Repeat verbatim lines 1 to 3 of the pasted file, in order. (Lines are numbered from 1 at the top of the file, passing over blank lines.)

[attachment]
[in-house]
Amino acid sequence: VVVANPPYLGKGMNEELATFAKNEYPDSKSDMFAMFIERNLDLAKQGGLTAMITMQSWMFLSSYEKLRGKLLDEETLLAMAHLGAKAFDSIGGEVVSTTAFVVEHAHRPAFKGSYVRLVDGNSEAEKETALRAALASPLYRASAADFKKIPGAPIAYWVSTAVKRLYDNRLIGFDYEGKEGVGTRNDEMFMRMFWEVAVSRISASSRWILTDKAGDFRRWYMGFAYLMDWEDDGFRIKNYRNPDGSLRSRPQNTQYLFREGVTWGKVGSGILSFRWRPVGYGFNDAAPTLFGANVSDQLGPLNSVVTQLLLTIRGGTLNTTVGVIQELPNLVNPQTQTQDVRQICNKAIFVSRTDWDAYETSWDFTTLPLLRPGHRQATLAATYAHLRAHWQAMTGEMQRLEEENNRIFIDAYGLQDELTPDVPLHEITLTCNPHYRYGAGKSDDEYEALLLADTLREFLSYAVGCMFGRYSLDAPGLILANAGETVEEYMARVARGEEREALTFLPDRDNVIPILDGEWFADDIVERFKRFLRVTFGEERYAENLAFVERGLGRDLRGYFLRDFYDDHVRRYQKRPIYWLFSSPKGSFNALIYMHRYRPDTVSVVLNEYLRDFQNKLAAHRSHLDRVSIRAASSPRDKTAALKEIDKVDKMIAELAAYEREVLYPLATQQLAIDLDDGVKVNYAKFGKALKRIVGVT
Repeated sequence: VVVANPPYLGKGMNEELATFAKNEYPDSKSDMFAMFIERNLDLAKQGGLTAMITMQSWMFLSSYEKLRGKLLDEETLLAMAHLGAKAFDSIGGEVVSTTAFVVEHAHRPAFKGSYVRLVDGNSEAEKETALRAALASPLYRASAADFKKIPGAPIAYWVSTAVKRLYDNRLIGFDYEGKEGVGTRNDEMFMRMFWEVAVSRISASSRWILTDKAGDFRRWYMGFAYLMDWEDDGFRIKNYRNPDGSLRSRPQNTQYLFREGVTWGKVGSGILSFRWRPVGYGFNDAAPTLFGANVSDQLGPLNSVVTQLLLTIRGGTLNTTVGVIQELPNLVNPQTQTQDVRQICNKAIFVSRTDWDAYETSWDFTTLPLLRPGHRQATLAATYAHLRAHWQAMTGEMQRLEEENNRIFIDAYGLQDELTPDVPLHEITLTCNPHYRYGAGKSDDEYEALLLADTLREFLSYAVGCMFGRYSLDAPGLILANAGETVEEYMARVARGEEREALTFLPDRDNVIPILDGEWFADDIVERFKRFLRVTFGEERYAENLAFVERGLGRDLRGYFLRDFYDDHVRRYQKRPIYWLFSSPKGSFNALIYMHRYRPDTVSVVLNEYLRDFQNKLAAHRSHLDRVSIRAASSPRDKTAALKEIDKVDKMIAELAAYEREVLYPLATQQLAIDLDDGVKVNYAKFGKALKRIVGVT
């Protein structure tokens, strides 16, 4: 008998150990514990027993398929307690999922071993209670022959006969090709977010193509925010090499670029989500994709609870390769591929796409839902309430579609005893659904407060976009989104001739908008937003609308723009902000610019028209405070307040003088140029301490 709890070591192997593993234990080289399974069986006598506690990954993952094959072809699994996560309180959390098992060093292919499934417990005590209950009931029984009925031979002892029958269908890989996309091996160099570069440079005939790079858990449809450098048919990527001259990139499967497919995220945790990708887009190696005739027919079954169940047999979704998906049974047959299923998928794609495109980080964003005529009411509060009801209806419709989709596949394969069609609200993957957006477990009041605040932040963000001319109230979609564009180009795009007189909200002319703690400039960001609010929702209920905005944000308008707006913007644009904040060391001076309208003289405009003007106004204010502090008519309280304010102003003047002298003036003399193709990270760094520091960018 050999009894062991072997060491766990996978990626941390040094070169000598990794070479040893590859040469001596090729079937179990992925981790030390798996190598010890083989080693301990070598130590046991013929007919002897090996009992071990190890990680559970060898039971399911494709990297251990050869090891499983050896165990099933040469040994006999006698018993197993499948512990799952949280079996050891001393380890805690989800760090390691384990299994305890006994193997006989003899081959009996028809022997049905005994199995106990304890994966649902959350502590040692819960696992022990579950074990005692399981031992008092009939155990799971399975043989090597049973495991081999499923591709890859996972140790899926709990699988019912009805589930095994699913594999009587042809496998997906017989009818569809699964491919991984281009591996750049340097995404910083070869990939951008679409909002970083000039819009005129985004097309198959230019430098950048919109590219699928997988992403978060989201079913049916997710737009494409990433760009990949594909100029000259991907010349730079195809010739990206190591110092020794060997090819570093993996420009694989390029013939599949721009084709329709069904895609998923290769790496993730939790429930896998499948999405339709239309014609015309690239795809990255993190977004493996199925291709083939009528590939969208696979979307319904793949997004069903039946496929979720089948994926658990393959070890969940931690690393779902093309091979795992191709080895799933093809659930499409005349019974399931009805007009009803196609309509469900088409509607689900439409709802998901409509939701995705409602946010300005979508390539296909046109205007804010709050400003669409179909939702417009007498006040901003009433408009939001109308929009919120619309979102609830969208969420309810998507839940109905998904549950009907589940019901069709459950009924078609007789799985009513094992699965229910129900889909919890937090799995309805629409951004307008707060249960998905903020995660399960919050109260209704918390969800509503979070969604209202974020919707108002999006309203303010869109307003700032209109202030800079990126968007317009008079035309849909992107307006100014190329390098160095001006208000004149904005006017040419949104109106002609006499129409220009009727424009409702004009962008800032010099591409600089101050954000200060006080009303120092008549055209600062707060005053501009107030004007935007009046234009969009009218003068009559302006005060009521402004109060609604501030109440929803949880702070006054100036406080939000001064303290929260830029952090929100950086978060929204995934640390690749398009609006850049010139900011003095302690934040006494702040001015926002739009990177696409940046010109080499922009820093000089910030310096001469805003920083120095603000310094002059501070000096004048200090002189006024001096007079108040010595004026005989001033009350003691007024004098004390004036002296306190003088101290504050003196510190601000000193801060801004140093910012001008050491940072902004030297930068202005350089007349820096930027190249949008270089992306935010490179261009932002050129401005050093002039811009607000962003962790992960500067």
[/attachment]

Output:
[in-house]
Amino acid sequence: VVVANPPYLGKGMNEELATFAKNEYPDSKSDMFAMFIERNLDLAKQGGLTAMITMQSWMFLSSYEKLRGKLLDEETLLAMAHLGAKAFDSIGGEVVSTTAFVVEHAHRPAFKGSYVRLVDGNSEAEKETALRAALASPLYRASAADFKKIPGAPIAYWVSTAVKRLYDNRLIGFDYEGKEGVGTRNDEMFMRMFWEVAVSRISASSRWILTDKAGDFRRWYMGFAYLMDWEDDGFRIKNYRNPDGSLRSRPQNTQYLFREGVTWGKVGSGILSFRWRPVGYGFNDAAPTLFGANVSDQLGPLNSVVTQLLLTIRGGTLNTTVGVIQELPNLVNPQTQTQDVRQICNKAIFVSRTDWDAYETSWDFTTLPLLRPGHRQATLAATYAHLRAHWQAMTGEMQRLEEENNRIFIDAYGLQDELTPDVPLHEITLTCNPHYRYGAGKSDDEYEALLLADTLREFLSYAVGCMFGRYSLDAPGLILANAGETVEEYMARVARGEEREALTFLPDRDNVIPILDGEWFADDIVERFKRFLRVTFGEERYAENLAFVERGLGRDLRGYFLRDFYDDHVRRYQKRPIYWLFSSPKGSFNALIYMHRYRPDTVSVVLNEYLRDFQNKLAAHRSHLDRVSIRAASSPRDKTAALKEIDKVDKMIAELAAYEREVLYPLATQQLAIDLDDGVKVNYAKFGKALKRIVGVT
Repeated sequence: VVVANPPYLGKGMNEELATFAKNEYPDSKSDMFAMFIERNLDLAKQGGLTAMITMQSWMFLSSYEKLRGKLLDEETLLAMAHLGAKAFDSIGGEVVSTTAFVVEHAHRPAFKGSYVRLVDGNSEAEKETALRAALASPLYRASAADFKKIPGAPIAYWVSTAVKRLYDNRLIGFDYEGKEGVGTRNDEMFMRMFWEVAVSRISASSRWILTDKAGDFRRWYMGFAYLMDWEDDGFRIKNYRNPDGSLRSRPQNTQYLFREGVTWGKVGSGILSFRWRPVGYGFNDAAPTLFGANVSDQLGPLNSVVTQLLLTIRGGTLNTTVGVIQELPNLVNPQTQTQDVRQICNKAIFVSRTDWDAYETSWDFTTLPLLRPGHRQATLAATYAHLRAHWQAMTGEMQRLEEENNRIFIDAYGLQDELTPDVPLHEITLTCNPHYRYGAGKSDDEYEALLLADTLREFLSYAVGCMFGRYSLDAPGLILANAGETVEEYMARVARGEEREALTFLPDRDNVIPILDGEWFADDIVERFKRFLRVTFGEERYAENLAFVERGLGRDLRGYFLRDFYDDHVRRYQKRPIYWLFSSPKGSFNALIYMHRYRPDTVSVVLNEYLRDFQNKLAAHRSHLDRVSIRAASSPRDKTAALKEIDKVDKMIAELAAYEREVLYPLATQQLAIDLDDGVKVNYAKFGKALKRIVGVT